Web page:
According to the World Health Organization (WHO), more than 17.9 million people die from cardiovascular disease each year. Of these deaths, 80% are due to coronary heart disease (such as a heart attack) and cerebrovascular disease (such as stroke). Many people assume that men have a heart attack more than women.
But, at its 2020 digital conference, the European Society of Cardiology said women are more likely to die after heart attacks than men. But this is only true for postmenopausal women, that is, after their period has stopped.
Estrogen protects women from heart disease
European scientists conducted a study on 2,000 patients, 1,778 men and 222 women under the age of 45, who were admitted to hospital with the complaint of a heart attack between 1998 and 2002. It was also noted that smoking, alcohol consumption, high cholesterol levels and diabetes were more common in men than in women.
After a 20-year follow-up, it was found that women were less likely to have a second heart attack than men. However, stroke cases were higher in women. Scientists have said that the better prognosis in women is because women have healthier arteries. It has been found that in men heart problems occur due to blocked arteries, while in women they occur due to other reasons such as coronary dissection, which has a better chance of being treated with a lower risk of recurrence.
Scientists added that women, before menopause, have an appropriate amount of estrogen in their body, which protects the heart from all possible damage.
Radiomics: A better technique for scanning heart disease in women
It is an established fact that the organs of men and women are different due to the different levels of hormones in their bodies. But this makes it difficult for doctors to diagnose heart problems in women, as they can exhibit different symptoms than those seen in men.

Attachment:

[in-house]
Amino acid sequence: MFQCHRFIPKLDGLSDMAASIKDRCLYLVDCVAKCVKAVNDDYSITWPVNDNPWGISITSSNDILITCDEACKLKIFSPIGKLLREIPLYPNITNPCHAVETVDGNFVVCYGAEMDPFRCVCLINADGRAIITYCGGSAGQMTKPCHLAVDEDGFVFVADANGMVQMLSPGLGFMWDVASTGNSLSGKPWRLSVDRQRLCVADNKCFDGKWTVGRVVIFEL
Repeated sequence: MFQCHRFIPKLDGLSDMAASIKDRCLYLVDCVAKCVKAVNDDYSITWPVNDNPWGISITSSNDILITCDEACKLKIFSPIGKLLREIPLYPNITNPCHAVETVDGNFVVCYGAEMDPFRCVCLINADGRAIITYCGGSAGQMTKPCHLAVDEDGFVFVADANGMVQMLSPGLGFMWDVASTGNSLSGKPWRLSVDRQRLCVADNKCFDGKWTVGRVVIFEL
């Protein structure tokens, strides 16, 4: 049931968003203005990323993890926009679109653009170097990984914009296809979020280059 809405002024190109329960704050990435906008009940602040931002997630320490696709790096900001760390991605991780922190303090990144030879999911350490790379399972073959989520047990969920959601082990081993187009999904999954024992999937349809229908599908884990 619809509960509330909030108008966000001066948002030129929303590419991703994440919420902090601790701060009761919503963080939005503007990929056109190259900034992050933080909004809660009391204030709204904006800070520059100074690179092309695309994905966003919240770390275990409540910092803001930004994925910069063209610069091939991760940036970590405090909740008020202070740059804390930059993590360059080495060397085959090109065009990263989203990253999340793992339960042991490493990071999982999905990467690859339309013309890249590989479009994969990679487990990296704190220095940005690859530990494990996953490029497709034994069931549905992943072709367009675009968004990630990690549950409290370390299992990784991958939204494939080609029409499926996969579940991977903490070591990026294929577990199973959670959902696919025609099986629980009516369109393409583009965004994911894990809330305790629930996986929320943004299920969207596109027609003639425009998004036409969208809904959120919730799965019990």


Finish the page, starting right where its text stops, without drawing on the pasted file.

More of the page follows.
It has been reported that women suffer more from tissue damage, scarring and muscle stiffness, while men have coarse heart muscle with a larger area.
However, a new method of deep scanning called radiomics can help better visualize the state of the heart. Radiomics are already used to diagnose cancer.
To test the effectiveness of this imaging technique, scientists performed MRI scans on the hearts of 309 men and 358 women in the 45 to 74 age group.
After that, the scientists used radiomics to examine the left ventricle, which is the heart’s main pumping chamber.
Older females’ heart muscles were seen to appear brighter in radiomic scans, which may indicate damage and stiffness.
With this study, the scientists concluded that this could be one of the reasons why women suffer from a disease in which their heart pumps normally but is unable to circulate enough blood in the body. This is the reason for heart failure in at least half of the cases in women.
Scientists believe this analysis can help diagnose women and men faster and more accurately.
For more information, read our article on women’s health.
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